a fixation for fine jewellery and a collection of diamond cufflinks, said to exceed 150 pieces. His style was mimicked by members of the French royal court, and soon by aristocrats across Europe.
Come the 19th century and the spread of wealth in the emerging Victorian middle class and the ingenuity of makers, aided by mechanisation as the century progressed, saw Victorian fashionconscious gentry and leaders of industry vying with each other to sport the most gold about their persons.
Watches and chains strung across ever-expanding bellies, heavy and ornate signet rings, lapel posy holders, gold-handled walking canes and 18-carat shirt studs and cufflinks were de rigueur, especially when dressing for dinner or for a night at the theatre.
Cufflink styles reflected the mood of the country and its fashion. With the rise of the Empire, Indian diamonds and sapphires from Ceylon were the gems of choice to decorate otherwise plain gold links, while Whitby or French jet and black onyx links inset with a single pearl marked Queen Victorian’s period of mourning following her beloved Prince Albert’s death.
In contrast, the sinuous curves of the Art Nouveau period were echoed in cufflink designs at the end of the century, soon pushed out by the angular zigzags and racy symbolism of Art Deco.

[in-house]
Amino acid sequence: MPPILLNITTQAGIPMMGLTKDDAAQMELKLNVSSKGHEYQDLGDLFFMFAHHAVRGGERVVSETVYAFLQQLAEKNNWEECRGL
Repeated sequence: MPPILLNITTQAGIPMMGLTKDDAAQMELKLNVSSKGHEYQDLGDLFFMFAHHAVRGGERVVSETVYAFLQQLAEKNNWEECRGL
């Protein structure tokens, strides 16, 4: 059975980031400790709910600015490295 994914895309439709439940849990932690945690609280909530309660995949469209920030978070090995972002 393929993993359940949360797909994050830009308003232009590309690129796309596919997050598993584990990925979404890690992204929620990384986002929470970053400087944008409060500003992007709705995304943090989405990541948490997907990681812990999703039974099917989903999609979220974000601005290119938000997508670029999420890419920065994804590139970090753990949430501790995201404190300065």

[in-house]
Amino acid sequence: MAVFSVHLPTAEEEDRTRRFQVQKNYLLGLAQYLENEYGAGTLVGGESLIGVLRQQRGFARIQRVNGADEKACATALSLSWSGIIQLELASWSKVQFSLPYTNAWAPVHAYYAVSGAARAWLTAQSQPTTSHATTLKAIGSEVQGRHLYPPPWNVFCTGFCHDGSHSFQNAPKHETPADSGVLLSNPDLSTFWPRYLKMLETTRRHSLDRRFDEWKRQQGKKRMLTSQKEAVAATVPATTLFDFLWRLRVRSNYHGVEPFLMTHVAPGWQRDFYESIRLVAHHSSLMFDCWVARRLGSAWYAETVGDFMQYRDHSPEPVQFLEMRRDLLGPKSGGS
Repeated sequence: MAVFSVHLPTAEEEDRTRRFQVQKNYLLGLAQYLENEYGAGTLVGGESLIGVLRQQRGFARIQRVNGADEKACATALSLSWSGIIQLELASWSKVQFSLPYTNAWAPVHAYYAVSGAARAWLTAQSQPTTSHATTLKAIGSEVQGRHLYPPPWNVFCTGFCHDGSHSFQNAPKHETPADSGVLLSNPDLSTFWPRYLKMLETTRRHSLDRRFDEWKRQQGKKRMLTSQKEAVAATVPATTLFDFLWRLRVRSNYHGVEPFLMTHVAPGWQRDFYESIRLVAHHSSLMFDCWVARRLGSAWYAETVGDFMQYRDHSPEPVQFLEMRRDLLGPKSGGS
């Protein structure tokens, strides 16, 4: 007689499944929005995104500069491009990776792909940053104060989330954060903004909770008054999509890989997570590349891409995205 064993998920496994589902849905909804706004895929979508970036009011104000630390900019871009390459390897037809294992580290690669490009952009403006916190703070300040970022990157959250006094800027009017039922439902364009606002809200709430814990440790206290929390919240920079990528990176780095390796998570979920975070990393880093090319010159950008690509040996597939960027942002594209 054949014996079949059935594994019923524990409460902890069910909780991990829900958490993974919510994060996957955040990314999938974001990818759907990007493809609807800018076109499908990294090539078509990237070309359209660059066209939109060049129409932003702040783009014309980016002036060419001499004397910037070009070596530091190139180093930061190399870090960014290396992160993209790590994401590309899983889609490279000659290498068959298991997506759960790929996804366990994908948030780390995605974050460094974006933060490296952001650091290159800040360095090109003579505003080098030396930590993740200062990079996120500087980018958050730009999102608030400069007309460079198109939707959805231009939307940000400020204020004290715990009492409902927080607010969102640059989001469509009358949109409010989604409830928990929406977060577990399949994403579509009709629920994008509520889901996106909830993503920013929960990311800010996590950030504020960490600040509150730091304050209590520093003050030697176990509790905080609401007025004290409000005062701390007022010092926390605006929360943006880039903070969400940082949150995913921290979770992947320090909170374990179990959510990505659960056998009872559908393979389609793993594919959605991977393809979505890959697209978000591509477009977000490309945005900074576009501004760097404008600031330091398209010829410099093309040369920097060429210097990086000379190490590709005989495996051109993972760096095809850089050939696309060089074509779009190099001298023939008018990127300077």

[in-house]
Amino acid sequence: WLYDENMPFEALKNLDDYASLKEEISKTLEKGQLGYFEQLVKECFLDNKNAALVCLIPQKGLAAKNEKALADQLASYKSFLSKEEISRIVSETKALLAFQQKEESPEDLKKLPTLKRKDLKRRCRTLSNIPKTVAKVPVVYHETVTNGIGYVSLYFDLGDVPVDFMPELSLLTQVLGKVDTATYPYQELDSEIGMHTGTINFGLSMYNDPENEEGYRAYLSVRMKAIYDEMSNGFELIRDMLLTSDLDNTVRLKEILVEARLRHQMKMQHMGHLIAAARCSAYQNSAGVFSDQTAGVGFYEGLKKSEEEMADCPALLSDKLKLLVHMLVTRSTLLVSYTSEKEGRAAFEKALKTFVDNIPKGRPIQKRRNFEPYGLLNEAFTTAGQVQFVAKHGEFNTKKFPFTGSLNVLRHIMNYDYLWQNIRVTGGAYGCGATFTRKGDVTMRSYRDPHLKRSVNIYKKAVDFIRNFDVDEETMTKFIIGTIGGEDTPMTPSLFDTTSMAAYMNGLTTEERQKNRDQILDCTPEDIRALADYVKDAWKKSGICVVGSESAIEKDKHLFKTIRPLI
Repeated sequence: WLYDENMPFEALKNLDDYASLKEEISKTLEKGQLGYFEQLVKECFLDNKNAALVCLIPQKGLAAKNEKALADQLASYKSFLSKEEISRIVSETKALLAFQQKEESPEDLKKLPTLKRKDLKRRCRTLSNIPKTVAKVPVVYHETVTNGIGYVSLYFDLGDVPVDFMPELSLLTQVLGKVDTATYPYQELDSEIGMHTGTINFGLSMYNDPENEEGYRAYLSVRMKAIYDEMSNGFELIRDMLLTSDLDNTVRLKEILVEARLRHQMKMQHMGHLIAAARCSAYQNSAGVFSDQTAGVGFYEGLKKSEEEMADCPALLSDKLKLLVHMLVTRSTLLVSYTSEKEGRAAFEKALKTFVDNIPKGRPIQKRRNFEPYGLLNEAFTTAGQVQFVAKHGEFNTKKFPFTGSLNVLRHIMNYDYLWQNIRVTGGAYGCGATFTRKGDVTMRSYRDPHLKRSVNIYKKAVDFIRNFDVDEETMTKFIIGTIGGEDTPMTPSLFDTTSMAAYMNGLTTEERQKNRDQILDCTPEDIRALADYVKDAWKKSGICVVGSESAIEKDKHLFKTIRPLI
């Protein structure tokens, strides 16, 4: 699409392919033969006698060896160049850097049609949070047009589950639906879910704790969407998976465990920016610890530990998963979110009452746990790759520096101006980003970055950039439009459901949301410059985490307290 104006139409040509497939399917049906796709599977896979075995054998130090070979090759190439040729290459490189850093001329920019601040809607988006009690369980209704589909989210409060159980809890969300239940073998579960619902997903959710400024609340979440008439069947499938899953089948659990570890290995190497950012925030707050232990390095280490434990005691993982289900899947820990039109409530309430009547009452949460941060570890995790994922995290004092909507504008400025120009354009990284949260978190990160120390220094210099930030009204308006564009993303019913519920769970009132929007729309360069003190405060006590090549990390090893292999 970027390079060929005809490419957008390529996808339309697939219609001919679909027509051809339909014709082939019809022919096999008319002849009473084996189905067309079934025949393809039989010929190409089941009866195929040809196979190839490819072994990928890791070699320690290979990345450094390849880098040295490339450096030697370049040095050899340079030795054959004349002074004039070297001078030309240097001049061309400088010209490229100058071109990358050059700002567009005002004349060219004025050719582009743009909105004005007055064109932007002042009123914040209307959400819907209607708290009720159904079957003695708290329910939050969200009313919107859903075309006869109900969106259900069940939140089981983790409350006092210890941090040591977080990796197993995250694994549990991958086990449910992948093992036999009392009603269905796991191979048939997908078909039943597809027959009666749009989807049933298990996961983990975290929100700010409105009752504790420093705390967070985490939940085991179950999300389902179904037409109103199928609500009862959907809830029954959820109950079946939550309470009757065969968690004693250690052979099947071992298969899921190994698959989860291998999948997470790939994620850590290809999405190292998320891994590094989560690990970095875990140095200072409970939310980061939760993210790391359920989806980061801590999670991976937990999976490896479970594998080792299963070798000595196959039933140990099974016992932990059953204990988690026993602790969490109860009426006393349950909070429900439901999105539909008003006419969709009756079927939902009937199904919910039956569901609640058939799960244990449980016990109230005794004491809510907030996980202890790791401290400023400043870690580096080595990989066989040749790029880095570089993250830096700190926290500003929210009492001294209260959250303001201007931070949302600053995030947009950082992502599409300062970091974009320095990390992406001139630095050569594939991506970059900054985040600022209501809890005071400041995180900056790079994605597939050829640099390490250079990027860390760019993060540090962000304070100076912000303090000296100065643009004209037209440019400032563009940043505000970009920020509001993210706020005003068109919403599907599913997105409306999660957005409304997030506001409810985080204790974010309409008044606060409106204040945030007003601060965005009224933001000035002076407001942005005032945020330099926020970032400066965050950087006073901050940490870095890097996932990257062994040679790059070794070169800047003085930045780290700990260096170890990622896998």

Archaeological discoveries such as Howard Carter’s unearthing of King Tutankhamen’s tomb in 1922 saw A pair of double diamond and sapphire cufflinks, each link in a bow motif with an old-cut diamond to the centre. Estimate £800-1,200 Roman coins and engravings of pharaohs’ heads and other Egyptian symbols being pressed into action on the face of links, by which time fashion in the Roaring Twenties and the decadent Thirties was in full swing.
Designs became ever more flamboyant, with trendsetters such as Edward VIII and American divorcée Wallis Simpson together taking men’s fashion accessories to new heights.
The jewels they gave each other documented their legendary love story, among which was a pair of sapphire and diamond cufflinks she gave him in 1935, when their affair was still a secret.
Inscribed on the back by makers Cartier with her reassurance to him to “Hold Tight”, a phrase used often by the couple in their correspondence before their marriage, they sold at Sotheby’s in Geneva in 1987 for $400,000.
Not all cufflinks are so pricey. Just as it is possible to pay hundreds of thousands for the gold and gemencrusted by important makers, it’s also easy to find sets for prices that won’t break the bank.
America took cufflinks to its heart and many 20th century makers made extremely stylish examples in rolled gold that can cost as little as £15-20.
Some novelty cufflinks are cheaper still.
Silver links with enamel decoration are in a slightly higher bracket, while simple 9ct gold sets need not cost more than £200-300.